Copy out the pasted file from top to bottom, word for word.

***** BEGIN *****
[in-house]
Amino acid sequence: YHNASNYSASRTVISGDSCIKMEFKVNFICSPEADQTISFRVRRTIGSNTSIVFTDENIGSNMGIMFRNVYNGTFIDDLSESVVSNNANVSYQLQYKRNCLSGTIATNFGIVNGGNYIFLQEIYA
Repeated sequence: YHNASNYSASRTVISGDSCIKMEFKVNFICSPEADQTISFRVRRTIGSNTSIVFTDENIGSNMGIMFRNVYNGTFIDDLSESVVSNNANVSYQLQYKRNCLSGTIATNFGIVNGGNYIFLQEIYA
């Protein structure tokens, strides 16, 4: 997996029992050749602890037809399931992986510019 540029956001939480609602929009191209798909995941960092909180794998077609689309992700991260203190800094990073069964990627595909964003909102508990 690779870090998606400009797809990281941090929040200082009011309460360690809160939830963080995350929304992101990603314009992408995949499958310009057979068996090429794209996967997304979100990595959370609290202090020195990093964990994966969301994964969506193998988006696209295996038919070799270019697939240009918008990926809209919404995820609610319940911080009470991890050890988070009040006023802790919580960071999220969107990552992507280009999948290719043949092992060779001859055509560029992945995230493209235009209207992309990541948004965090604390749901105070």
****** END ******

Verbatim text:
[in-house]
Amino acid sequence: YHNASNYSASRTVISGDSCIKMEFKVNFICSPEADQTISFRVRRTIGSNTSIVFTDENIGSNMGIMFRNVYNGTFIDDLSESVVSNNANVSYQLQYKRNCLSGTIATNFGIVNGGNYIFLQEIYA
Repeated sequence: YHNASNYSASRTVISGDSCIKMEFKVNFICSPEADQTISFRVRRTIGSNTSIVFTDENIGSNMGIMFRNVYNGTFIDDLSESVVSNNANVSYQLQYKRNCLSGTIATNFGIVNGGNYIFLQEIYA
């Protein structure tokens, strides 16, 4: 997996029992050749602890037809399931992986510019 540029956001939480609602929009191209798909995941960092909180794998077609689309992700991260203190800094990073069964990627595909964003909102508990 690779870090998606400009797809990281941090929040200082009011309460360690809160939830963080995350929304992101990603314009992408995949499958310009057979068996090429794209996967997304979100990595959370609290202090020195990093964990994966969301994964969506193998988006696209295996038919070799270019697939240009918008990926809209919404995820609610319940911080009470991890050890988070009040006023802790919580960071999220969107990552992507280009999948290719043949092992060779001859055509560029992945995230493209235009209207992309990541948004965090604390749901105070």